A Guide to Data Visualization

Source: UX Motel, @FlavienP
Source: UX Motel, @FlavienP

One of the most interesting parts of having an active twitter feed is the immediate feedback you get to posts based on retweets, quotes, and favorites.   I found this chart on twitter and retweeted it, and it has been one of my most popular tweets.  I thought it would be valuable to feature it on the blog.

This chart gives some simple guidance as to how to think about visually displaying your data based on what it is you'd like to highlight.   The chart breaks things into four useful categories of relationships:

Composition:  If you'd like to highlight how a key variable is changing over time, the bar charts and pie charts provide a way to highlight compositional changes.   Our friends at FlowingData.com provide this doozy of a pie chart for your entertainment pleasure.   But all kidding aside, a well-made pie chart can be a tremendously powerful way to illustrate composition and I find them to be intuitive even to non-statistically oriented types.

Distribution:   Illustrating distributions is about trying to show the full spread of the data.  I think most people think of distributions by hearkening back to the results from an exam in high school;   the teacher explains that 3 people in the class got an A, 15 people got a B, and 3 got a C, and 1 got an F--this is a distribution.   I suspect most people (if they think about distributions at all) are familiar with the bell curve.  Here is an interesting Forbes article, however, on research that suggests that in the work place, most value is created by a small percentage of hyper performers at the very top of the distribution.

Comparison:  How do the experiences of one group differ from the experiences of another?  In comparison charts, we simply want to draw out similarities or differences between the outcomes or experiences of different sets of people.   In this line chart from a recent article on income inequality in The Huffington Post, we see a comparison of real average after-tax income for different wage earners over time.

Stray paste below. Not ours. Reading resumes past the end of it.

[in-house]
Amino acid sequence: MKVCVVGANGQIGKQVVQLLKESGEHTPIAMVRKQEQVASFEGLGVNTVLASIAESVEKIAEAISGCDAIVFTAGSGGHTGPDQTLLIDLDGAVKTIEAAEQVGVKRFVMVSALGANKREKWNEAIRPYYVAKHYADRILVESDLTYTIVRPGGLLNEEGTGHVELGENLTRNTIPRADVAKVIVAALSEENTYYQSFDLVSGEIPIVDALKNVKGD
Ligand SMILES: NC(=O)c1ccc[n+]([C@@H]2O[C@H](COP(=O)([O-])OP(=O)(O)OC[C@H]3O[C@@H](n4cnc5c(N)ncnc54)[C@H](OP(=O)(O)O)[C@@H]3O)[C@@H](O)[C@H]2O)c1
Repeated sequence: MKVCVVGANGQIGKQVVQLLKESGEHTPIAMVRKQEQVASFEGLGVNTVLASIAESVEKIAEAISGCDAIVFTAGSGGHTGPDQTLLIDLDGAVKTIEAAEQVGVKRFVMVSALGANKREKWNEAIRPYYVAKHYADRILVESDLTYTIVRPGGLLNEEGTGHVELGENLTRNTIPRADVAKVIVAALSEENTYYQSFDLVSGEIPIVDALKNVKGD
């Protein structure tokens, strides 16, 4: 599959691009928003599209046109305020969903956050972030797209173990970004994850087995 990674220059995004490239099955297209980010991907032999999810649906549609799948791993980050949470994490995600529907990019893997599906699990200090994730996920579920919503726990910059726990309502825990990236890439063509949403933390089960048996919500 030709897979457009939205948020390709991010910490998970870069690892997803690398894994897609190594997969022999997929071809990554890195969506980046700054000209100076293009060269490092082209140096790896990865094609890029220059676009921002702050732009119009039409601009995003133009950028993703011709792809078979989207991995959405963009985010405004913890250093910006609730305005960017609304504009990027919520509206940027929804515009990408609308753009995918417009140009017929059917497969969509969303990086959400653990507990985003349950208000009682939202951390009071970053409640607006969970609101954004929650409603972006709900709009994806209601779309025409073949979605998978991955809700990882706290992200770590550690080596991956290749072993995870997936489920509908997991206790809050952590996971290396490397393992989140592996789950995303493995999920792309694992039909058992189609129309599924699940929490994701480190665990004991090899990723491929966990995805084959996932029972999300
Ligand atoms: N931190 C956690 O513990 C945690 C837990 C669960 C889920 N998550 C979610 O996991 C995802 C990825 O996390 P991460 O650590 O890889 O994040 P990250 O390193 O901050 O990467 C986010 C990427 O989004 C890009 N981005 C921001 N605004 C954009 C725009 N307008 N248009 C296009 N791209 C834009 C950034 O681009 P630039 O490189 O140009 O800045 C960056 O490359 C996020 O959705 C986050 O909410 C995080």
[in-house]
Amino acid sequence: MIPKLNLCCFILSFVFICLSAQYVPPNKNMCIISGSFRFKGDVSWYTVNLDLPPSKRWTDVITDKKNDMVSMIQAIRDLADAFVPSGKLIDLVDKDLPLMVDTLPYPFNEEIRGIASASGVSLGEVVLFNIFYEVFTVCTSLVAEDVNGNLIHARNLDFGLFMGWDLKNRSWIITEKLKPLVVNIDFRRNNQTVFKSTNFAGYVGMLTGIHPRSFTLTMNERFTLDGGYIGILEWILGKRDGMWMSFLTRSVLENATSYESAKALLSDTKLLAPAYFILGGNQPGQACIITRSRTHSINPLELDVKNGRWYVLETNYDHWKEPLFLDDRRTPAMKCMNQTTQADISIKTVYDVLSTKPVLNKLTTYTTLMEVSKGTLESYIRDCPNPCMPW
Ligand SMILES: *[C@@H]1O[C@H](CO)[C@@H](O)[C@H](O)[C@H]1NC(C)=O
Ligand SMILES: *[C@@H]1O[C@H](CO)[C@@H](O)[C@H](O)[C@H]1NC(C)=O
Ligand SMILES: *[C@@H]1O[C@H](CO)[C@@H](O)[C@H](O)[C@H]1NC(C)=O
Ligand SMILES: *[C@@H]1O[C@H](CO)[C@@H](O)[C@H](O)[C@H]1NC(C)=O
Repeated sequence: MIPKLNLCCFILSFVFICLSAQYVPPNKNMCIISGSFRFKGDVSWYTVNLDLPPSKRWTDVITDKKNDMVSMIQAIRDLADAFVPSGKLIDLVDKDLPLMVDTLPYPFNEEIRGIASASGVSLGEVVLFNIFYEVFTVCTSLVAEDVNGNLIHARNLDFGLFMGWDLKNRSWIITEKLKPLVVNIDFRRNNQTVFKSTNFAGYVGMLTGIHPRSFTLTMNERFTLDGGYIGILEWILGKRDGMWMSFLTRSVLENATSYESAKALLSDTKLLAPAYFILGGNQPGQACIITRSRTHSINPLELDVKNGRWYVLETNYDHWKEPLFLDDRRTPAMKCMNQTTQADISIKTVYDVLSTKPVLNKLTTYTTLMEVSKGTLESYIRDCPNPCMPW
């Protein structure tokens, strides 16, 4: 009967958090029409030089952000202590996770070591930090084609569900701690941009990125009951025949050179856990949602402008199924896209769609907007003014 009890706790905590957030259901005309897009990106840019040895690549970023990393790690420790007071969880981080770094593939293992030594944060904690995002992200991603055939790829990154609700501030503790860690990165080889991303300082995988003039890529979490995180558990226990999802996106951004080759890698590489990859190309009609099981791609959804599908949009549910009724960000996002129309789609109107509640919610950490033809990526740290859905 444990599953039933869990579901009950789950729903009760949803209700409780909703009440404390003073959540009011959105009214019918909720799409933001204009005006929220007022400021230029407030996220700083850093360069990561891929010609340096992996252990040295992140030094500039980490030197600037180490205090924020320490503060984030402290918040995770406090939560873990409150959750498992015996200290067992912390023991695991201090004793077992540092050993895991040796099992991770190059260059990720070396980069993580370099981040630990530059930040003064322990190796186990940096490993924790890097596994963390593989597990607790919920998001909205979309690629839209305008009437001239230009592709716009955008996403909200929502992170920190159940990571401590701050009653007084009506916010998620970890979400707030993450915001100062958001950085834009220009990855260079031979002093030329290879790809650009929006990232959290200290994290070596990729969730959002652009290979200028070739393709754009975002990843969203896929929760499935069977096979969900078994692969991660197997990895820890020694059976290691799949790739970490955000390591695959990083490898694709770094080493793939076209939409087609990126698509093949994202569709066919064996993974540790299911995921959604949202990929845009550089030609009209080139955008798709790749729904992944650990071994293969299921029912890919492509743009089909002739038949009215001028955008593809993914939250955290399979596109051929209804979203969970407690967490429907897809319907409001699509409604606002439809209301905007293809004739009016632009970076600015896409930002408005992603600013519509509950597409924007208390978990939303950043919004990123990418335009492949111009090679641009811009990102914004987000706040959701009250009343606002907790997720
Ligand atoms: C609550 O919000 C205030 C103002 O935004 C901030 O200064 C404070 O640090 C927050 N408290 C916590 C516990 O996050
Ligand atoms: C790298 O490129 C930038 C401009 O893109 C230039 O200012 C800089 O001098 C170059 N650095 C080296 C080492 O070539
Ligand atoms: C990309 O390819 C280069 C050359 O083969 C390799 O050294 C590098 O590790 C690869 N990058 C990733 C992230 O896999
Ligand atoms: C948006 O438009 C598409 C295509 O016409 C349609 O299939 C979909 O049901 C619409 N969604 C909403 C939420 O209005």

Relationships:  In the real world, we think all the time about how two things relate.  If I spend more time exercising, how much weight will I lose?  If I save an extra dollar today, how much more will I have for retirement in 20 years?  Charts designed to show the relationships between two variables abound--and can be some of the most misleading or informative depending on presentation and content.  More on this later--but for now, enjoy this article on the relationship between margarine and divorce rates.

Can Your Voice Get You a Job?

From the advertisement for jobaline.com's Voice Analyzer tool.
From the advertisement for jobaline.com's Voice Analyzer tool.

When potential employers recruit new talent, they often use many means to evaluate candidates: prior work experience, grades and educational background, college attendance, writing samples, and the like.   Recently, a company is offering a different tool for assessing and recruiting talent: voice-evaluation.

In a recent story on Fast Company,  the Voice Analyzer (TM) tool was highlighted as a new means to recruit and evaluate talent based on the tone of one's voice and the potential emotions it might evoke in potential customers.   As explained in the article, Jobaline has developed an algorithm which is used to "assess paralinguistic elements of speech, such as tone and inflection, and predict which emotions a specific voice will elicit--excitement, for instance, or calmness."  A recent story on NPR's All Things Considered,Now Algorithms Are Deciding Whom to Hire, Based on Voice, features Jobaline CEO's Luis Salazar explaining the process.

Such algorithms are based on a large amount of data about voice qualities and the emotions they invoke.  One particularly interesting quote, however, that caught my attention from the Fast Company article: "There are so many sources of bias when you're dealing with humans...The beauty of math is that it's blind.  It helps give everybody a fair chance."  This quote raises an interesting question about data analysis--does the fact that an algorithm is based on reams of data mean it is unbiased?   It is the case that the same algorithm can be applied in a consistentfashion over and over so its application and the factors it is assessing is the same for every voice analyzed. But, that is not the same as saying any particular algorithm (and I am not offering any opinion about the Jobaline Voice Analyzer specifically) cannot contains any underlying bias in what it predicts. Data is not necessarily a panacea for all inherent biases.